The nine staircases added up to 1,034 steps. At Bisbee’s 28th annual Great Stair Climb on Oct. 20, there I stood.
With less than two weeks’ notice, I was ordered to not only cover the Bisbee 1000, but participate in it. I’m not a runner and I did absolutely no training for this race. My best guess is this was a cruel punishment for missing a deadline. But I like a 4.5-mile challenge as much as the next person, so I thought it might be worth the pain.
The popularity of the event continues to grow. Organizers capped the event at 1,500 participants because the staircases have become more congested since 1990, when the event attracted only 200 people in its first year.
Two photographers came with me. We left Tucson a little after 5 a.m. and arrived a few minutes after 7. Dropped off in front of the courthouse, I noticed two things: It was terribly chilly, and people were pouring into this sleep, mountain town. Bisbee was wide-awake with anticipation.
“It’s just amazing. The people out there, the costumes and the stairs. I mean it was the hardest race I’ve ever ran and I’ve ran a lot of races,” said Natalie Shalvoy. “It was pretty terrible, in a good way.”
Shalvoy has run the race for the last three years and has been the first woman to cross the finish line each time.
Bisbee is a picturesque. Hills dominant the old mining town; you’re either going uphill or downhill. A lot of cities have alleys, but Bisbee has staircases that give you an intimate sense of the place and views like postcards.
As entrant No. 807, I hurried to my allotted corral. With so many people, they had to section us off into groups, and I began to question some of the life choices that led me here.
I won’t lie. I had anxiety about the race. Yet, standing in the corral, much of that angst evaporated. People laughed and talked like old friends. These people seemed happy about the uphill battle in front of us. I let the atmosphere take me away.
“There’s like no pressure. You just want to finish and have a good time,” said Kim Nguyen. “Everybody’s just laid back and chill and having a good time pushing themselves to the limit.”
The Bisbee 1000 brings out a unique crowd. People of all ages run. Some, like Rich Woosley, come just to have fun.
“So we come down here for the hell of it and party for the weekend and do this walk,” said Woosley.
Others like Ameera Aladimi do it for the challenge. This is Aladimi’s first year. Her twin sister from Ohio came to run with her.
“I’m used to doing a lot of running events … but the steps kind of changes things,” said Aladimi.
The starting pistol’s loud bang caught me off guard. Stuffed in a corral toward the back, I couldn’t make out the front. I could see many in the first corral dart away as the ringing shot died down. At first, I walked. But as the crowd spread out, I broke out at a comfortable pace. The beginning was deceptively smooth: a subtle downhill road through the center of town.
Volunteers in yellow, reflective safety vests and big orange foam fingers pointed the way along the path. Musicians at every turn played everything from bluegrass banjo to a flute solo to drum circle and, of course, a handmade suitcase guitar.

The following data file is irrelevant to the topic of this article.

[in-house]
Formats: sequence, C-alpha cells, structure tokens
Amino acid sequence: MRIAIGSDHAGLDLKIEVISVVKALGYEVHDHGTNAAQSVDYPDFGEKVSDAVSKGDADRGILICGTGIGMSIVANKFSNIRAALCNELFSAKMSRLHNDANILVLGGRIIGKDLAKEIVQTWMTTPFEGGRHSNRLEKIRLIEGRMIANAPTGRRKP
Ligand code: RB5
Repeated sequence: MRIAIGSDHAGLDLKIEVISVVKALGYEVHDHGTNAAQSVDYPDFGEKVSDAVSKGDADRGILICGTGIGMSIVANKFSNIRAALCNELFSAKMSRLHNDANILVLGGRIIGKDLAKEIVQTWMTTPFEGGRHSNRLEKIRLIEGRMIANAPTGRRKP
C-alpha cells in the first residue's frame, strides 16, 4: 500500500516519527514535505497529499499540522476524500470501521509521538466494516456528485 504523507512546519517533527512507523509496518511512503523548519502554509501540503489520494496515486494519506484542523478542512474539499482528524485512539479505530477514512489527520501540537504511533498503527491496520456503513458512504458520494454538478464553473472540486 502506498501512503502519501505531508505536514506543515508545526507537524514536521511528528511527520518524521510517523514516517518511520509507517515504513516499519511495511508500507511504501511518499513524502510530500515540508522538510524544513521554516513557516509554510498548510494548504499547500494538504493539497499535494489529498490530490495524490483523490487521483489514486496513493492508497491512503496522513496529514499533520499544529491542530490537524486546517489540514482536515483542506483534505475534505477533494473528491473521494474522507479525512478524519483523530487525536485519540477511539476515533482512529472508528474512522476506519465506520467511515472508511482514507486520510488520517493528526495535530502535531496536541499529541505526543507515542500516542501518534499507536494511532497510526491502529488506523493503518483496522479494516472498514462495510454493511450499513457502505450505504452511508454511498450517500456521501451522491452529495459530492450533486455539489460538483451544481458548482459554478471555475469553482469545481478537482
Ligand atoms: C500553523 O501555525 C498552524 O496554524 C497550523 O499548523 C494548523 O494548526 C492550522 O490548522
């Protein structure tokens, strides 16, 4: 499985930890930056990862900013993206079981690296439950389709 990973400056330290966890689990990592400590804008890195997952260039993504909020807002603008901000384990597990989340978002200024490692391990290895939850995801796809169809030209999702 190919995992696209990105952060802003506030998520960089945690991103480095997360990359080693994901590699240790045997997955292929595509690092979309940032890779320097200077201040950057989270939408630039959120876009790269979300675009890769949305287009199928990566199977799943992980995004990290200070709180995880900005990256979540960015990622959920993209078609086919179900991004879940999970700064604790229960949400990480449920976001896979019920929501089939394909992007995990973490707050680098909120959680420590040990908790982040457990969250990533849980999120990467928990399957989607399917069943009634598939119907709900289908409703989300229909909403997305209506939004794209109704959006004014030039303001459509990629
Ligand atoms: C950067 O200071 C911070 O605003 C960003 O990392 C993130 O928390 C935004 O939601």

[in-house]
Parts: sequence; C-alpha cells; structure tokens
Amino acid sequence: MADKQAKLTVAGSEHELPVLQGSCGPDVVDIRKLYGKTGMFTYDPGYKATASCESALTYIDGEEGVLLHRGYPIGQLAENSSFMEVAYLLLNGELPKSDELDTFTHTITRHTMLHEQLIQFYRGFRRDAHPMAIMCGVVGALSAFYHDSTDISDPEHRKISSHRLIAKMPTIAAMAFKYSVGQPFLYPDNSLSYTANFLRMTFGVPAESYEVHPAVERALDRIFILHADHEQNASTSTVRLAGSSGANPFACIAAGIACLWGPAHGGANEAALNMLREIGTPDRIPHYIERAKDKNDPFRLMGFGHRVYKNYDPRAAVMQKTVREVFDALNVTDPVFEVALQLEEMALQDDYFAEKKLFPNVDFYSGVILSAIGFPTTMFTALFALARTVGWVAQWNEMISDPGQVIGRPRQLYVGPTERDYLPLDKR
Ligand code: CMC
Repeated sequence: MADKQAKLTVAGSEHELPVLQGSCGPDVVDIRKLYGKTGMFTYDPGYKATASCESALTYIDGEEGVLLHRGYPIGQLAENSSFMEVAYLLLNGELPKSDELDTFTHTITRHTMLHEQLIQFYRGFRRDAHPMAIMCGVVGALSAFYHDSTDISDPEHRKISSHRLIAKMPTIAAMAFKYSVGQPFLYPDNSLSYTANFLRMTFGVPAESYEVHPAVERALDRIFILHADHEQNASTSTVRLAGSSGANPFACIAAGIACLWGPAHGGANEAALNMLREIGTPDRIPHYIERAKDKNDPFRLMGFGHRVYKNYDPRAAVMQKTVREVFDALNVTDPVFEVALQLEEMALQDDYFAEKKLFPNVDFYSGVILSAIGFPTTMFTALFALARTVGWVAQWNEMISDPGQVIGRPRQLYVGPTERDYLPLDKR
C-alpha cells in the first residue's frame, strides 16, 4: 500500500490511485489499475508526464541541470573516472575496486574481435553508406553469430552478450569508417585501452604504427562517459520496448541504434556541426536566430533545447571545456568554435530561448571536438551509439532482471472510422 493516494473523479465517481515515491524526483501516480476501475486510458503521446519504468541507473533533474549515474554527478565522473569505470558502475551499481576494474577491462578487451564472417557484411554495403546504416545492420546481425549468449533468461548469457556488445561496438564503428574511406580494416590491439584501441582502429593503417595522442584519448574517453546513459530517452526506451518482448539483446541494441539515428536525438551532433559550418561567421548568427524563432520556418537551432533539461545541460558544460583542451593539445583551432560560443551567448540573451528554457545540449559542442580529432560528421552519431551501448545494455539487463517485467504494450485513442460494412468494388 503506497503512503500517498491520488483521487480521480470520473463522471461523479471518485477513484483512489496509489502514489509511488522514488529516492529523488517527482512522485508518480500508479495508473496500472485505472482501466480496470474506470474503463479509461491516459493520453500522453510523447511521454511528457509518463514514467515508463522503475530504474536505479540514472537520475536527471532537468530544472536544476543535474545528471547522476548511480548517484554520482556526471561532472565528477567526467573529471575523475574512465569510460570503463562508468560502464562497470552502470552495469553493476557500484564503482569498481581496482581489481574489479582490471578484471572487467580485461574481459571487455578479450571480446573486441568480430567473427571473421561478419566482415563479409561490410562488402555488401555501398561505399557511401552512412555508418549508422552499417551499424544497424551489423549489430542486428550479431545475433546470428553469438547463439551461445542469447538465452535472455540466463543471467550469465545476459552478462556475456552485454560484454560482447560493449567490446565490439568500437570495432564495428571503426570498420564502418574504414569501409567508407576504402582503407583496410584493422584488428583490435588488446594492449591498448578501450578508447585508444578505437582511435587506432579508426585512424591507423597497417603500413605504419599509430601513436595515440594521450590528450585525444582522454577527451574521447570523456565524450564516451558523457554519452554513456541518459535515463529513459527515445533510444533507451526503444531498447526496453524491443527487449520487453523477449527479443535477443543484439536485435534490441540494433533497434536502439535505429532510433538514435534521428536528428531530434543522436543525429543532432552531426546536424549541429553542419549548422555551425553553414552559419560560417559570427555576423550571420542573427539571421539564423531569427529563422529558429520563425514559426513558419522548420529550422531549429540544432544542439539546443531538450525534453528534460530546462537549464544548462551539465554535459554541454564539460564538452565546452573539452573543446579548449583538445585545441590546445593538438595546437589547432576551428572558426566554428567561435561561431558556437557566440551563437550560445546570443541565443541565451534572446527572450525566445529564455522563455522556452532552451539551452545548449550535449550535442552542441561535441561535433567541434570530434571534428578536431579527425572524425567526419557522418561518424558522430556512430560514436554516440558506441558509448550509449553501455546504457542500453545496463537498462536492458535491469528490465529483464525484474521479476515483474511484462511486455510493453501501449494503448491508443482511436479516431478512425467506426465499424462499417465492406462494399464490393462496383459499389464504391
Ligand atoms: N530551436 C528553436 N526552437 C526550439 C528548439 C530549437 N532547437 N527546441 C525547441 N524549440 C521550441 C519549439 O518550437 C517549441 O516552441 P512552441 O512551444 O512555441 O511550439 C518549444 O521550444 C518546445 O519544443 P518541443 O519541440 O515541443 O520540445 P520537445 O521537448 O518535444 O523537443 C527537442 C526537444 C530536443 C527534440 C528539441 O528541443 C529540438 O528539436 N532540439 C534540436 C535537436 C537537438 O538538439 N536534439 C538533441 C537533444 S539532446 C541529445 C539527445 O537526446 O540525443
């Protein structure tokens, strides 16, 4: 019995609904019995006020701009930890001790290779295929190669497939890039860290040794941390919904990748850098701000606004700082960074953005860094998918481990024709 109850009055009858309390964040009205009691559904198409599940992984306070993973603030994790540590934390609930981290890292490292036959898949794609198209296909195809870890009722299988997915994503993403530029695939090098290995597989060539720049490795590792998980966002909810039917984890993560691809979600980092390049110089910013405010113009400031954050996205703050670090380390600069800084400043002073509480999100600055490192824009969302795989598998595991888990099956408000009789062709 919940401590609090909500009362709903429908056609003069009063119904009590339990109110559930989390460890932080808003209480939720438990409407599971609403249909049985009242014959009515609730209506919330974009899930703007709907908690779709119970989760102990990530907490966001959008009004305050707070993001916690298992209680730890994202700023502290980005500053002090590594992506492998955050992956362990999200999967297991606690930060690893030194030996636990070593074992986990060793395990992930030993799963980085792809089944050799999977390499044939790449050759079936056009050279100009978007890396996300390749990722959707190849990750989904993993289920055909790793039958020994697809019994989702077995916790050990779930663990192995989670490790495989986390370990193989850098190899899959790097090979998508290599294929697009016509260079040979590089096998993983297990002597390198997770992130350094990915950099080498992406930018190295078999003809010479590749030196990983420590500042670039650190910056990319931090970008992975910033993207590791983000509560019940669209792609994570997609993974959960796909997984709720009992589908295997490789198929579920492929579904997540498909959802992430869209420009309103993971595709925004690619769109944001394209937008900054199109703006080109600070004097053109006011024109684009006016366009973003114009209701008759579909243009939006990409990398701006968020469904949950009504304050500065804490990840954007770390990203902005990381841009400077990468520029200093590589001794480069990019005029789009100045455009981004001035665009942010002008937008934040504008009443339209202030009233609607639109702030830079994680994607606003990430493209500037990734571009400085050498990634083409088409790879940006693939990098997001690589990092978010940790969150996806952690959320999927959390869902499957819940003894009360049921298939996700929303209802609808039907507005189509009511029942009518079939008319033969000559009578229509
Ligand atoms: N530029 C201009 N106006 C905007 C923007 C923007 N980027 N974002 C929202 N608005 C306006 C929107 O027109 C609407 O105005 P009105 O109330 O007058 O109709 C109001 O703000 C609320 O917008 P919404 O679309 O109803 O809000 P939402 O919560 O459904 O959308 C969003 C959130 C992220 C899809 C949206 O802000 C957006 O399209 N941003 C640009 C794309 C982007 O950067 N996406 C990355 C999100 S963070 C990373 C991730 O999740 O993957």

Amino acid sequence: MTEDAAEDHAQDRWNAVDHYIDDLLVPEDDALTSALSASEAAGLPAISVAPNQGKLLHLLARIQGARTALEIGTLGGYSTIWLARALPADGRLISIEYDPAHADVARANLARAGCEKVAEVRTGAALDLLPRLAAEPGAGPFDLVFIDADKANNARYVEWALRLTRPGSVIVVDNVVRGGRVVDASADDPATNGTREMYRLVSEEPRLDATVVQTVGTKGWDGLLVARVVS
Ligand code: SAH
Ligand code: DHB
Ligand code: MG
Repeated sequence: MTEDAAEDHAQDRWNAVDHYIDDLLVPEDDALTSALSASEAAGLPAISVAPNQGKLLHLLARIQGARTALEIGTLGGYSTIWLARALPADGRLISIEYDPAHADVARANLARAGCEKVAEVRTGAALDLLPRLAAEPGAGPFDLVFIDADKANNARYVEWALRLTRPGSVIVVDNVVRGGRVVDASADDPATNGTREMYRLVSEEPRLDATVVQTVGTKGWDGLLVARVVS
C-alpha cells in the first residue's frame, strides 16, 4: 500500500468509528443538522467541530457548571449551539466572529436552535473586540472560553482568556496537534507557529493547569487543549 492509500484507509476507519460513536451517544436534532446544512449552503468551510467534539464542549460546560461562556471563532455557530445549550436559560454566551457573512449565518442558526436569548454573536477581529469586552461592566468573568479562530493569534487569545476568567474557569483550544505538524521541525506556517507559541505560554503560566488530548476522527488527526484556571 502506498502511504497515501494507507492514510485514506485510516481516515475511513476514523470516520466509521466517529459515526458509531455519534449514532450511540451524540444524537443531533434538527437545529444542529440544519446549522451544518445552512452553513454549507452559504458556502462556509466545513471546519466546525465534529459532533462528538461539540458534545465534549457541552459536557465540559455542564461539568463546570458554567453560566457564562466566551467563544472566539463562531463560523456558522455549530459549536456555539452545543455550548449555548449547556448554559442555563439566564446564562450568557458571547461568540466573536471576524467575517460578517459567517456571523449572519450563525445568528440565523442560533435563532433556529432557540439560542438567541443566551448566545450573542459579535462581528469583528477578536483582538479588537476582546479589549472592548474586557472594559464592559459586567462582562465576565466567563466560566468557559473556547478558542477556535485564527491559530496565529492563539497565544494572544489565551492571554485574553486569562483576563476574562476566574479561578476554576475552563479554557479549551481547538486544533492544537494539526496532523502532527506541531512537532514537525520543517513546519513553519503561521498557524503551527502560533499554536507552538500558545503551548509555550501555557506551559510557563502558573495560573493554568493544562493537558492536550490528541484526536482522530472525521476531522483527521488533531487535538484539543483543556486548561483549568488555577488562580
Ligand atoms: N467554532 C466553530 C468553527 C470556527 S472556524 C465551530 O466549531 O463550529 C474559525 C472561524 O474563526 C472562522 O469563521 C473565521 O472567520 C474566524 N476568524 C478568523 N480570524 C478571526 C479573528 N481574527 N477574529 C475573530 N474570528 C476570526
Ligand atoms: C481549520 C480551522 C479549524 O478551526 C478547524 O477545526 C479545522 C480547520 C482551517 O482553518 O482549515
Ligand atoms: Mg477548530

Townsfolk spent the morning in the streets — in some cases in their backyards — encouraging runners and handing out water, coffee and even beer. For them, the event is a modern-day gold rush for tourism.
“It’s like an institution in the city, and I think the business owners and most residents really look forward to it,” said Moore. “For some of them, it’s probably their biggest money maker, you’d say, of the year.”
Hotels book up, crowds pack the bars and all the little shops get more visitors. Alison Denning, owner of Chocoláte, a little confectionery on Main Street, said the increased business is noticeable.
“I think it’s great for business,” said Denning. “I think you’ve got to be nuts to run it.”
The race felt more like a walking tour than a serious race. The first leg past artisan shops, hotels and bars was easy enough. Then the first stairs began, and suddenly it hit me just how gorgeous Bisbee is. Colorful little backyard gardens and stacked stone walls harkened back to another era.
The stairs began to slow everyone to a walk. I met Valerie Hubbell, from upstate New York, on the first staircase. She and her aunt came across the country just for the Great Stair Climb. Hubbell told me something alarming on our way up. I had nine staircases ahead of me. I should have done more background.
I focused on my breathing and maintained a steady pace. Slowly the burn worked its way up my legs, but my mind dismissed it because of the beautiful views, plethora of instrumentals and cheering. I began to understand the appeal of this grueling race.
“It hurts. It’s physically agonizing,” said Eric Meyer, a Bisbee resident who won the race this year. “But, you know, it’s just a privilege to partake and I just feel happy because everyone that’s involved with the event whether they are part of the coordination or just participants make it such a happy event,”
Once I climbed the fifth staircase, my body started giving out. One more push up a hill and then I slowed to a walk. Don’t be fooled into thinking the stairs are a cakewalk just because most people walk them. The shortest staircase is 73 steps and the longest is 181.
My breathing became harder to control. My legs refused to keep up, and my back felt like it might snap. I couldn’t focus on anything but the task. I was getting slower and slower, and everything became a little blurry.
Finally, the finish line was in front of me. A lot of people cheered and someone put a medal around my neck; I was finished. I completed the race in 1:03:34, which will probably be my best time ever. I’ll never do it again.
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